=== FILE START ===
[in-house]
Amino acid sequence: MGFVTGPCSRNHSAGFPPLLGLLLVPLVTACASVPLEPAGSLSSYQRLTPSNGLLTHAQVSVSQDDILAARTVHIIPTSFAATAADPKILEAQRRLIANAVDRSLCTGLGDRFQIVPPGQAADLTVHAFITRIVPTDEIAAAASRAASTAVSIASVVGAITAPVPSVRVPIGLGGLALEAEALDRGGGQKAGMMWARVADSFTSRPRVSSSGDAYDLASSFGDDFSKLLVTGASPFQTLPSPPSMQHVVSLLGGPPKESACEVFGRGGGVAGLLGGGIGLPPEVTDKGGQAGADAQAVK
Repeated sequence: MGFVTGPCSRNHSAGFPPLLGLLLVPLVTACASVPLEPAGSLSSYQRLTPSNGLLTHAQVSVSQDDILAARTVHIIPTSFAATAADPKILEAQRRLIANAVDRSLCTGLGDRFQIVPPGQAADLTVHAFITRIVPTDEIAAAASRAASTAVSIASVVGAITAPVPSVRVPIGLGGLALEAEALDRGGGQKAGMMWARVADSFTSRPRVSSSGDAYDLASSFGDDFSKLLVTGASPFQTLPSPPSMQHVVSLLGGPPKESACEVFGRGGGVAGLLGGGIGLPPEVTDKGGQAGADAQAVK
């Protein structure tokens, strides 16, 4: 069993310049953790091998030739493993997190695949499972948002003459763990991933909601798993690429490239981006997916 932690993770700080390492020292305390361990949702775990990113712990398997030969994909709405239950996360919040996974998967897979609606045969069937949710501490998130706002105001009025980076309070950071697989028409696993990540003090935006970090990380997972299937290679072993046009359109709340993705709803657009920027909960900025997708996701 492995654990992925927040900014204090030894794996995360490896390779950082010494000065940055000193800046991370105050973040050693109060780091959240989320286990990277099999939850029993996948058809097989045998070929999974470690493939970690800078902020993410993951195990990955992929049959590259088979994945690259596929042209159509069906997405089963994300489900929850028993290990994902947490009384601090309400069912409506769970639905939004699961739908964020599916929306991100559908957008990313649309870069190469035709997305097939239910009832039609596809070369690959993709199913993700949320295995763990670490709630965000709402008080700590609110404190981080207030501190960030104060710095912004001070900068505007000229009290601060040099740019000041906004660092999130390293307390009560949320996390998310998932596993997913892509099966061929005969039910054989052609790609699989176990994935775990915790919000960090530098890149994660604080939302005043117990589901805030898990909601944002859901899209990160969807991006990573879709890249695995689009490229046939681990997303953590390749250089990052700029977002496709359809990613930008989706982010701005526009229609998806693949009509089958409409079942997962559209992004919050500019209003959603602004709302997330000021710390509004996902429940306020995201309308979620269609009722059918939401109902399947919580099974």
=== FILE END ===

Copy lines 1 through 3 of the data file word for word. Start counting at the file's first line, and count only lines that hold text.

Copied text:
[in-house]
Amino acid sequence: MGFVTGPCSRNHSAGFPPLLGLLLVPLVTACASVPLEPAGSLSSYQRLTPSNGLLTHAQVSVSQDDILAARTVHIIPTSFAATAADPKILEAQRRLIANAVDRSLCTGLGDRFQIVPPGQAADLTVHAFITRIVPTDEIAAAASRAASTAVSIASVVGAITAPVPSVRVPIGLGGLALEAEALDRGGGQKAGMMWARVADSFTSRPRVSSSGDAYDLASSFGDDFSKLLVTGASPFQTLPSPPSMQHVVSLLGGPPKESACEVFGRGGGVAGLLGGGIGLPPEVTDKGGQAGADAQAVK
Repeated sequence: MGFVTGPCSRNHSAGFPPLLGLLLVPLVTACASVPLEPAGSLSSYQRLTPSNGLLTHAQVSVSQDDILAARTVHIIPTSFAATAADPKILEAQRRLIANAVDRSLCTGLGDRFQIVPPGQAADLTVHAFITRIVPTDEIAAAASRAASTAVSIASVVGAITAPVPSVRVPIGLGGLALEAEALDRGGGQKAGMMWARVADSFTSRPRVSSSGDAYDLASSFGDDFSKLLVTGASPFQTLPSPPSMQHVVSLLGGPPKESACEVFGRGGGVAGLLGGGIGLPPEVTDKGGQAGADAQAVK